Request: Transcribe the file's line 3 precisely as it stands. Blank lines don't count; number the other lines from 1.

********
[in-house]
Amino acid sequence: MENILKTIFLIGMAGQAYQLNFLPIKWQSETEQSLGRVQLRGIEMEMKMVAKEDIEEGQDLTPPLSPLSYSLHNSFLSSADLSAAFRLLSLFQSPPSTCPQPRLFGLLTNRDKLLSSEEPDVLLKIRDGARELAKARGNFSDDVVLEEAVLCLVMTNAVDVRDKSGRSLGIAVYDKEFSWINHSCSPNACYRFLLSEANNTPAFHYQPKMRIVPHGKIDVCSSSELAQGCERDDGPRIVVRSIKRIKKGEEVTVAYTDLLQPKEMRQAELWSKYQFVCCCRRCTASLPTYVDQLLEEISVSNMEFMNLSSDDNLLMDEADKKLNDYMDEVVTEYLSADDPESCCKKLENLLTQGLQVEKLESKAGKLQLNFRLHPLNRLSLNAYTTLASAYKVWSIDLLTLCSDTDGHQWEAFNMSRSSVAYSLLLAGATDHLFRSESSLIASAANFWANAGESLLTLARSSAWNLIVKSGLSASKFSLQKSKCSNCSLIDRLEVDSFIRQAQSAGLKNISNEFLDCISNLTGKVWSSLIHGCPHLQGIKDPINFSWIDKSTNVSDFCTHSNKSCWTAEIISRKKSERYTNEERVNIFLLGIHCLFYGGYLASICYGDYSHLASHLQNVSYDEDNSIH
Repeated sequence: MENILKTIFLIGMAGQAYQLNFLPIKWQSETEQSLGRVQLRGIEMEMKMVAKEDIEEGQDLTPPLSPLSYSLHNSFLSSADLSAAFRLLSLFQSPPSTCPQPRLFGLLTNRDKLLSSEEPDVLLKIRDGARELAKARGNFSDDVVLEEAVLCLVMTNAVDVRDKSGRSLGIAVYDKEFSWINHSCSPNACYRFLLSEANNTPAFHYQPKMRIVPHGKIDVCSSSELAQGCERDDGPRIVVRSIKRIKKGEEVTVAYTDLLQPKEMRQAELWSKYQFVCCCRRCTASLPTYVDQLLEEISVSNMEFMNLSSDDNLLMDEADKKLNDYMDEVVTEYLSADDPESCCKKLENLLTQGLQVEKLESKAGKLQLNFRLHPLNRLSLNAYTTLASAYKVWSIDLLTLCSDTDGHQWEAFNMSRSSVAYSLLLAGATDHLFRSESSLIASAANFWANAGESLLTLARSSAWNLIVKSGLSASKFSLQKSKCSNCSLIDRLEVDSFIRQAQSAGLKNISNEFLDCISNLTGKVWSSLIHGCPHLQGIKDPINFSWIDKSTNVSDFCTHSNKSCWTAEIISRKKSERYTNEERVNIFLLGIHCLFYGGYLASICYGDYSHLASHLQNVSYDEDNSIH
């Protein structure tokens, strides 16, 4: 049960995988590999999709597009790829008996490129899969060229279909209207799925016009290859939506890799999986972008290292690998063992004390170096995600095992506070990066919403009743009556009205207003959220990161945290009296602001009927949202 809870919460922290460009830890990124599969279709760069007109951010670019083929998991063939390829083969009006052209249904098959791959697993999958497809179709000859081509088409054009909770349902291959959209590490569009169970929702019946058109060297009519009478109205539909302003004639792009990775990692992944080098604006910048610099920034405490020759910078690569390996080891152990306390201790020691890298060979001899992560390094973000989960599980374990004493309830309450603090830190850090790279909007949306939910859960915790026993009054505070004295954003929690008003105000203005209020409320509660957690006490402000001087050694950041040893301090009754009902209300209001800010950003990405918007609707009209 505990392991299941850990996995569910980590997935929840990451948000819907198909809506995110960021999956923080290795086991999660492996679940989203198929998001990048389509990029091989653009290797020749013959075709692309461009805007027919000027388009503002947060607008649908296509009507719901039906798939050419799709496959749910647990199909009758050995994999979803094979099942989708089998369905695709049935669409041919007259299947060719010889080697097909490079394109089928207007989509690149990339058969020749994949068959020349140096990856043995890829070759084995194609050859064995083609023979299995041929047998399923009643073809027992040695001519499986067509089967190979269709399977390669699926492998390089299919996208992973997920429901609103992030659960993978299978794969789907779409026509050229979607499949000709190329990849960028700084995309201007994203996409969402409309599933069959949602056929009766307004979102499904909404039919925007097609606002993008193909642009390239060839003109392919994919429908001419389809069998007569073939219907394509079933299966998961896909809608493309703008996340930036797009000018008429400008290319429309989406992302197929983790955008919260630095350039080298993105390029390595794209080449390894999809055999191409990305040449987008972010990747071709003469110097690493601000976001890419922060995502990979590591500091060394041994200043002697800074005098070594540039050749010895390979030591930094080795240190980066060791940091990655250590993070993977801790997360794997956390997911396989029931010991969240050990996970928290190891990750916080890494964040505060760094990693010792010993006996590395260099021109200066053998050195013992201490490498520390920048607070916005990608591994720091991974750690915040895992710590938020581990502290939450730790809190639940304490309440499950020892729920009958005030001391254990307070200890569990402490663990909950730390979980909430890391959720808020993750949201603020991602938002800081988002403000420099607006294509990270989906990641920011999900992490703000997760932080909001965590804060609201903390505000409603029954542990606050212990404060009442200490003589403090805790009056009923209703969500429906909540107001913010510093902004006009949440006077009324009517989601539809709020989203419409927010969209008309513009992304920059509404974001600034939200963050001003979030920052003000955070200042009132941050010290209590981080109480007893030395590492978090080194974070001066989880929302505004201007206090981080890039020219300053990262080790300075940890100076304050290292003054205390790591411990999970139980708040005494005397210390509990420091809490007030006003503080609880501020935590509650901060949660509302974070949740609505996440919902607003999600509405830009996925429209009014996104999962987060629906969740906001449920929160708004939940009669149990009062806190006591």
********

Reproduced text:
Repeated sequence: MENILKTIFLIGMAGQAYQLNFLPIKWQSETEQSLGRVQLRGIEMEMKMVAKEDIEEGQDLTPPLSPLSYSLHNSFLSSADLSAAFRLLSLFQSPPSTCPQPRLFGLLTNRDKLLSSEEPDVLLKIRDGARELAKARGNFSDDVVLEEAVLCLVMTNAVDVRDKSGRSLGIAVYDKEFSWINHSCSPNACYRFLLSEANNTPAFHYQPKMRIVPHGKIDVCSSSELAQGCERDDGPRIVVRSIKRIKKGEEVTVAYTDLLQPKEMRQAELWSKYQFVCCCRRCTASLPTYVDQLLEEISVSNMEFMNLSSDDNLLMDEADKKLNDYMDEVVTEYLSADDPESCCKKLENLLTQGLQVEKLESKAGKLQLNFRLHPLNRLSLNAYTTLASAYKVWSIDLLTLCSDTDGHQWEAFNMSRSSVAYSLLLAGATDHLFRSESSLIASAANFWANAGESLLTLARSSAWNLIVKSGLSASKFSLQKSKCSNCSLIDRLEVDSFIRQAQSAGLKNISNEFLDCISNLTGKVWSSLIHGCPHLQGIKDPINFSWIDKSTNVSDFCTHSNKSCWTAEIISRKKSERYTNEERVNIFLLGIHCLFYGGYLASICYGDYSHLASHLQNVSYDEDNSIH